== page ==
A total eclipse of the Sun occurred on Wednesday 4 December, 2002 UT, lasting from 04:51–10:11 UT. A dramatic total eclipse plunged the Sun into darkness for 2 minutes and 4 seconds at maximum, creating an amazing spectacle for observers in a path up to 87 km wide. It was seen across southern Africa, the south Pacific, and southern Australia. The partial eclipse was visible in most of Africa, and western Australia.

The timings of the phases of the overall eclipse worldwide are as follows. In any particular place it would have been seen for a significantly shorter duration as the shadow moved across the Earth:

Partial eclipse began: 04:51:24 UT
Total eclipse began: 05:50:21 UT
Maximum eclipse: 07:31:12 UT
Total eclipse ended: 09:11:57 UT
Partial eclipse ended: 10:11:02 UT

During this eclipse the Sun was 0.541° in apparent diameter, 1.5% larger than average. The Moon was just 2 days past perigee, making it fairly large. At the start and end of the eclipse the Moon was 0.545°, and at maximum eclipse 0.554°, which is 4.4% larger than average; hence it covered the Sun, making this a total eclipse. The statistics page has information on the ranges of the sizes of the Sun and Moon.

The total eclipse begins in the Atlantic, then crosses Africa through Angola, eastern Namibia, Botswana, Zimbabwe, South Africa, and Mozambique. It then passes south of Madagascar, crosses the southern Indian Ocean, and ends in South Australia, with the very last moments of the eclipse being just visible in New South Wales and Queensland.

Just after reaching land, the eclipse passes through an area of the Pureba Conservation Park north-east of Ceduna. This area will also see total solar eclipses in December 2038 and May 2068.

Interactive Map

This map shows the visibility of the eclipse. The shaded area saw the total solar eclipse; however, near the edges of this area, the eclipse was very short. The bold line shows the centre of the path, where the eclipse lasted longest.

Use the zoom controls to zoom in and out; hover your mouse over any point on the centreline to see the time and duration of the eclipse at that point. You can pan and zoom the map to see detail for any part of the eclipse path.

Overview Map

This map sourced from NASA's Eclipse Web Site shows the visibility of the total solar eclipse. It also shows the broader area in which a partial eclipse was seen. (Click on it for the full-sized version.)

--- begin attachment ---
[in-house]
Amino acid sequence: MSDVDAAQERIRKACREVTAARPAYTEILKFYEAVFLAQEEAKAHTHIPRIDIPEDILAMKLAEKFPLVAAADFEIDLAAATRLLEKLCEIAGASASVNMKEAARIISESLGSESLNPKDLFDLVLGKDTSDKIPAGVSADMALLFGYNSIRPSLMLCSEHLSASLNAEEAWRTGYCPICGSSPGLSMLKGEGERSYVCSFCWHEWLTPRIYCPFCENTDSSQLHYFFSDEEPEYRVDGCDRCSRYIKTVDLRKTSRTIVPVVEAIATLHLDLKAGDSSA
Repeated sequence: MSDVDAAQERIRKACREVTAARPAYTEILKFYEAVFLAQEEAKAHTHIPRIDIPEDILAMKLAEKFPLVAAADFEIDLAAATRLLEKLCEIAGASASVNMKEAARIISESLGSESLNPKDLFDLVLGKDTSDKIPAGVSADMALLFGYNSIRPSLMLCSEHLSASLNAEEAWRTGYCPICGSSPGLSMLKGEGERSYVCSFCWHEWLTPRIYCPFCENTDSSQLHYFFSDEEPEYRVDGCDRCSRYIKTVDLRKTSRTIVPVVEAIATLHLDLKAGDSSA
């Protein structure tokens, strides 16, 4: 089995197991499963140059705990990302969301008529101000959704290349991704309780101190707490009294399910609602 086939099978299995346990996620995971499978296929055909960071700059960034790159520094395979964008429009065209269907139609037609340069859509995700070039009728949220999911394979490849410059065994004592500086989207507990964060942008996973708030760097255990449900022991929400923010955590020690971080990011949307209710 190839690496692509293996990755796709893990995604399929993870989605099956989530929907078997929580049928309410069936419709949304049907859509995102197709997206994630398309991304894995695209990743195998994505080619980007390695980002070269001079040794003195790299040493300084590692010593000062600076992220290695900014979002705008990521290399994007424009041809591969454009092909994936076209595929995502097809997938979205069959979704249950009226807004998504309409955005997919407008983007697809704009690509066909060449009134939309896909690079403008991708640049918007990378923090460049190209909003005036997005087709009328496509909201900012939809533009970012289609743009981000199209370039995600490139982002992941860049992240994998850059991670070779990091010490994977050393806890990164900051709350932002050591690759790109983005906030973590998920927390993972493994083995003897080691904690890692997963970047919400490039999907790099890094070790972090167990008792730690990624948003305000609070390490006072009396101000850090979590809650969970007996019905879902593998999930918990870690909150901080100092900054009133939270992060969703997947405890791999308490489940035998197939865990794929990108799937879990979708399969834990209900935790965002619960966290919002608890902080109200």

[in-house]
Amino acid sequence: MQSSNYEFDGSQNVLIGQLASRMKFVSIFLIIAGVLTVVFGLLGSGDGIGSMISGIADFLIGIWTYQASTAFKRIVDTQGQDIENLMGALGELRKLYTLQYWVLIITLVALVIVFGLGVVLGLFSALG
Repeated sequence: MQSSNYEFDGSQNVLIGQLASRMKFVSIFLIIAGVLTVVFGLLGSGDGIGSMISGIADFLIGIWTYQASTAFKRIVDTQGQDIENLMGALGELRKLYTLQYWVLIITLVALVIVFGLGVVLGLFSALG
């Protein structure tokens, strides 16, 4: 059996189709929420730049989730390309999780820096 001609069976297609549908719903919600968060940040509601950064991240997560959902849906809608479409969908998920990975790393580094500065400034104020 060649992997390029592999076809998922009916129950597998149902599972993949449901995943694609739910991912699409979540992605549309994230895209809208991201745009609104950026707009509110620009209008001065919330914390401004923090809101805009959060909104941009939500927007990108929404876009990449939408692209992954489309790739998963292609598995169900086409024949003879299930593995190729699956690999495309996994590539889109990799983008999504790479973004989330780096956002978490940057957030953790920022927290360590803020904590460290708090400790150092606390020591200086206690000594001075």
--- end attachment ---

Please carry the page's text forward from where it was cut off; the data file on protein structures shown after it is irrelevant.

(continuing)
Eclipse Season and Saros Series

This eclipse season contains 2 eclipses:

This was the 22nd eclipse in solar Saros series 142.The surrounding eclipses in this Saros series are:

Eclipse Parameters

UT Date/time (max) 07:31:12 on 4 Dec UT TDT Date/time (max) 07:32:16 on 4 Dec TDT
Saros Series 142 Number in Series 21
Penumbral Magnitiude Central Magnitiude 1.0244
Gamma -0.302 Path Width (km) 87
Delta T 1m04s Error ± 0m00s (95%)
Penumbral Duration Partial Duration
Total Duration 2m04s
Partial Rating Total Rating
Sun Distance 147451528 km (7.4%) Moon Distance 365229 km (17.6%)
Sun Diameter 0.541° Moon Diameter 0.545° - 0.554°
Perigee 08:54 on 2 Dec UT Apogee 03:58 on 14 Dec UT
Contact p1 04:51:24 on 4 Dec UT Contact p2
Contact u1 05:50:21 on 4 Dec UT Contact u2 05:50:50 on 4 Dec UT
Max eclipse 07:31:12 on 4 Dec UT
Contact u3 09:11:32 on 4 Dec UT Contact u4 09:11:57 on 4 Dec UT
Contact p3 Contact p4 10:11:02 on 4 Dec UT

Note that while all dates and times on this site (except where noted) are in UT, which is within a second of civil time, the dates and times shown in NASA's eclipse listings are in the TDT timescale.

The Sun and Moon distances are shown in km, and as a percentage of their minimum - maximum distances; hence 0% is the closest possible (Earth's perihelion, or the Moon's closest possible perigee) and 100% is the farthest (aphelion, the farthest apogee). The statistics page has information on the ranges of sizes of the Sun and Moon.

Data last updated: 2015-06-21 22:11:46 UTC.